Dry January: How a Month of Sobriety Became a Billion-Dollar Opportunity

Every January, millions of people around the world pledge to give up alcohol for the entire month. What started as a small public health campaign in the UK has rapidly grown into a global cultural phenomenon. But "Dry January" isn‘t just a challenge for those who participate. It‘s also a major event for the beverage industry – one that highlights the massive potential of the fast-growing non-alcoholic drinks market.

The Extraordinary Rise of Dry January

The idea behind Dry January is simple: encourage people to abstain from alcohol for the first month of the year as a way to reset their drinking habits and improve their health. Alcohol Change UK, the charity that launched the first official Dry January campaign in 2013, describes it as "our chance to ditch the hangover, reduce the waistline, and save some serious money by giving up alcohol for 31 days."

At first, participation was modest – a reported 4,000 people took part in the initial campaign. But the movement quickly caught on. Participation in Dry January has more than doubled each year since 2015, reaching over 4 million people in the UK in 2020 and over 6.5 million in 2021. In 2022, a record 7.9 million UK adults participated, or about 19% of the adult population that drinks alcohol.

Dry January UK participation
Dry January UK participation has more than doubled each year since 2015. Source: Alcohol Change UK

The trend has also spread far beyond the UK. In the US, 15% of adults participated in Dry January in 2021, up from 10% the previous year, according to a survey by Morning Consult. That equates to roughly 30 million American adults. Significant participation has also been reported in Canada, Australia, France, and other countries.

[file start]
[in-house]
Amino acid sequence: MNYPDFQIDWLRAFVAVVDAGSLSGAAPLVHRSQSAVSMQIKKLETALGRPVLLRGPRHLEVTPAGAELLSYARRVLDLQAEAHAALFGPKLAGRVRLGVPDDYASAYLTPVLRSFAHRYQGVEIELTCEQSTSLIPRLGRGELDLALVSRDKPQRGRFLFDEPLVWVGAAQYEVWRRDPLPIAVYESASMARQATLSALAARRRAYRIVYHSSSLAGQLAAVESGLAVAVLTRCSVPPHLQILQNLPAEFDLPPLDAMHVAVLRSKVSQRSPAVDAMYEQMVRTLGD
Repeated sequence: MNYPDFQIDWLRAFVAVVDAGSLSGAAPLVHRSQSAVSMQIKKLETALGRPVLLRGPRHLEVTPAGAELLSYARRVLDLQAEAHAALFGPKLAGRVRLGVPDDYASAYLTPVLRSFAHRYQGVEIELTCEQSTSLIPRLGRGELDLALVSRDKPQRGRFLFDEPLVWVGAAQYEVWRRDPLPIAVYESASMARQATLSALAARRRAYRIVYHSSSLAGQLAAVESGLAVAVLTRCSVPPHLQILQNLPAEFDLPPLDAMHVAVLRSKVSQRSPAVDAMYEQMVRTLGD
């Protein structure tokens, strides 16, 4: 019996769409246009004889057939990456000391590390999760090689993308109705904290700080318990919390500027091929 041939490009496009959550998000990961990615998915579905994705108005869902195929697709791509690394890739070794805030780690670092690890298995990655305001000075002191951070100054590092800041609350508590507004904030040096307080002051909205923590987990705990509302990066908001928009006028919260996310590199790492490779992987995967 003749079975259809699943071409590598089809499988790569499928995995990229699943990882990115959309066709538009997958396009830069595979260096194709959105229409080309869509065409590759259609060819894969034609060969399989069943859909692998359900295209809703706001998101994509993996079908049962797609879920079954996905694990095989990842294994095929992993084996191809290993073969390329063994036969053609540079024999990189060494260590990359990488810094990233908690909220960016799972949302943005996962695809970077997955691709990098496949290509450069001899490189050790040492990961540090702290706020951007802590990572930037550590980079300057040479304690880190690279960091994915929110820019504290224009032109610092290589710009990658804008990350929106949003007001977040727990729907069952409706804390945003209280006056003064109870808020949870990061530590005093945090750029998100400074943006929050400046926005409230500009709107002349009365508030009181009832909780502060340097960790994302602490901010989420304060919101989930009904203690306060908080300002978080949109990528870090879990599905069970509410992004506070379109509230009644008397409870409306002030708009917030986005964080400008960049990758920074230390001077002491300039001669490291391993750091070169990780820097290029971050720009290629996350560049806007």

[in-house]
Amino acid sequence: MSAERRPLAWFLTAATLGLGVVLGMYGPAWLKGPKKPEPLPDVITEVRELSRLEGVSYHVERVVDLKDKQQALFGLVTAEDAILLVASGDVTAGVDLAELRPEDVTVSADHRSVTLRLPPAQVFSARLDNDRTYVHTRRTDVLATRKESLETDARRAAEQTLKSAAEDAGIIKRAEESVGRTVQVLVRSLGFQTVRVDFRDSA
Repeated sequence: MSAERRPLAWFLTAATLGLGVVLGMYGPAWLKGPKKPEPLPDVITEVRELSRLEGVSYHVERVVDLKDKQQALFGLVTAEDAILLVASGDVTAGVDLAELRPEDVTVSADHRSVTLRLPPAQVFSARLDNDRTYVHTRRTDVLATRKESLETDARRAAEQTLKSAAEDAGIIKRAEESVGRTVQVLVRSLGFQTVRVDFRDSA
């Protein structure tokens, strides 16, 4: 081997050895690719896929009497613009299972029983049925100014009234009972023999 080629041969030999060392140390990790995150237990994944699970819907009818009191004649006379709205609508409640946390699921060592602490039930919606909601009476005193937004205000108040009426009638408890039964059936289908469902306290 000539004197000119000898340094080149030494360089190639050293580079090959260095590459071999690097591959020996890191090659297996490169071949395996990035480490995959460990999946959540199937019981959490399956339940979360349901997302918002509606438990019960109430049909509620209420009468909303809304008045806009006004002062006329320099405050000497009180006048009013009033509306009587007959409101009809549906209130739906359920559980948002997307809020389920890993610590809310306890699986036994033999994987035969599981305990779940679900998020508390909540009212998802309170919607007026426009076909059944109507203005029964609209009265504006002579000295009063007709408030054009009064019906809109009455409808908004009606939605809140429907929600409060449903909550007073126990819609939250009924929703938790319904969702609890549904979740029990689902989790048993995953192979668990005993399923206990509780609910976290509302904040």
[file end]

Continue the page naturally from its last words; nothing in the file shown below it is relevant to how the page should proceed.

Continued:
So why has this one-month sobriety challenge exploded in popularity so quickly? A few key factors are driving the growing interest in Dry January and mindful drinking in general:

Health Consciousness: More people are looking to reduce their alcohol intake as part of a healthy lifestyle. Over 1 in 5 Americans are actively trying to drink less, according to Nielsen data. Dry January provides a motivated and supportive environment to experiment with drinking less or not at all.

Wellness Priorities: In the wake of the COVID-19 pandemic, many people are placing a higher priority on their physical and mental well-being. Reducing alcohol consumption is increasingly seen as an important part of self-care. A 2021 survey found 79% of Dry January participants said they saved money, 62% slept better, and 49% lost weight.

Sober Curiosity: Younger generations are drinking less alcohol than older cohorts did at their age. The share of college students who drink alcohol has fallen from 82% in 2000 to 64% in 2021, according to Monitoring the Future. Many young people are "sober curious" and regularly seeking out alcohol-free options as part of their social lives.

Social Sharing: The rise of social media has made it easier than ever to discover and participate in month-long challenges like Dry January. People proudly share their Dry January intentions and progress, creating a sense of community, accountability, and momentum. In January 2022, there were over 60,000 #DryJanuary Instagram posts and 90,000 Tweets.

The Dry January Effect on Alcohol Sales

With millions of people cutting out alcohol for an entire month, one might think Dry January is terrible news for the beverage alcohol industry. After all, January has always been a slow period for alcohol sales even before the Dry January boom. Many consumers take a break from drinking after the excess of the holidays, and the cold weather keeps more people at home. In the US, January typically sees the lowest monthly alcohol sales of the year.

The rise of Dry January has undoubtedly exacerbated the January slump for alcohol brands. An analysis by Nielsen found that US off-premise alcohol sales were down 6.7% in January 2022 compared to the previous January. Beer sales were hit particularly hard, down 11.5% year-over-year. In the UK, the Dry January effect is even more pronounced: alcohol sales fell by 20% in January 2022 compared to the previous year, according to data from Kantar Worldpanel.

January alcohol sales decline
US off-premise alcohol sales decline in January 2022 vs. January 2021. Source: NielsenIQ